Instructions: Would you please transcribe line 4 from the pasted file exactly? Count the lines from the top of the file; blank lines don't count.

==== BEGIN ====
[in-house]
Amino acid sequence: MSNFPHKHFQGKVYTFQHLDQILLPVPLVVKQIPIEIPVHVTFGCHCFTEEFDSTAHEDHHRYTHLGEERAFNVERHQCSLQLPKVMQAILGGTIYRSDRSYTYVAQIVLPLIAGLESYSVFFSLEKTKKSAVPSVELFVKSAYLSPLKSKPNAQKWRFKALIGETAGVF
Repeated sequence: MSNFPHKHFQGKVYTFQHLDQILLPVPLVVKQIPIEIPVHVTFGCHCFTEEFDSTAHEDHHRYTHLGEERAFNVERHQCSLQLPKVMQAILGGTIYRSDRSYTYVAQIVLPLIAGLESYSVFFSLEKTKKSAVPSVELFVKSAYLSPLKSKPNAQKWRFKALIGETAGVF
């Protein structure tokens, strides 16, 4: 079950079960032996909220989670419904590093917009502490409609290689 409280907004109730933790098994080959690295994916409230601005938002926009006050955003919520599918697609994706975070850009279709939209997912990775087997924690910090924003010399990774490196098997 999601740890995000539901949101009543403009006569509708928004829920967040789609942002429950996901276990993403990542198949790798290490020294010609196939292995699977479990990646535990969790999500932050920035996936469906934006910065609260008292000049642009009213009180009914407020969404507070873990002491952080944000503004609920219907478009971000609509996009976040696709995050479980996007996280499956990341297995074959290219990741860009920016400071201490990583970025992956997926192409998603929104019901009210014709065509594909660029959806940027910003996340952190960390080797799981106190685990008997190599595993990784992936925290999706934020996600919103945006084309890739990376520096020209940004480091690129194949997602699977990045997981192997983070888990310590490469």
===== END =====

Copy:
């Protein structure tokens, strides 16, 4: 079950079960032996909220989670419904590093917009502490409609290689 409280907004109730933790098994080959690295994916409230601005938002926009006050955003919520599918697609994706975070850009279709939209997912990775087997924690910090924003010399990774490196098997 999601740890995000539901949101009543403009006569509708928004829920967040789609942002429950996901276990993403990542198949790798290490020294010609196939292995699977479990990646535990969790999500932050920035996936469906934006910065609260008292000049642009009213009180009914407020969404507070873990002491952080944000503004609920219907478009971000609509996009976040696709995050479980996007996280499956990341297995074959290219990741860009920016400071201490990583970025992956997926192409998603929104019901009210014709065509594909660029959806940027910003996340952190960390080797799981106190685990008997190599595993990784992936925290999706934020996600919103945006084309890739990376520096020209940004480091690129194949997602699977990045997981192997983070888990310590490469």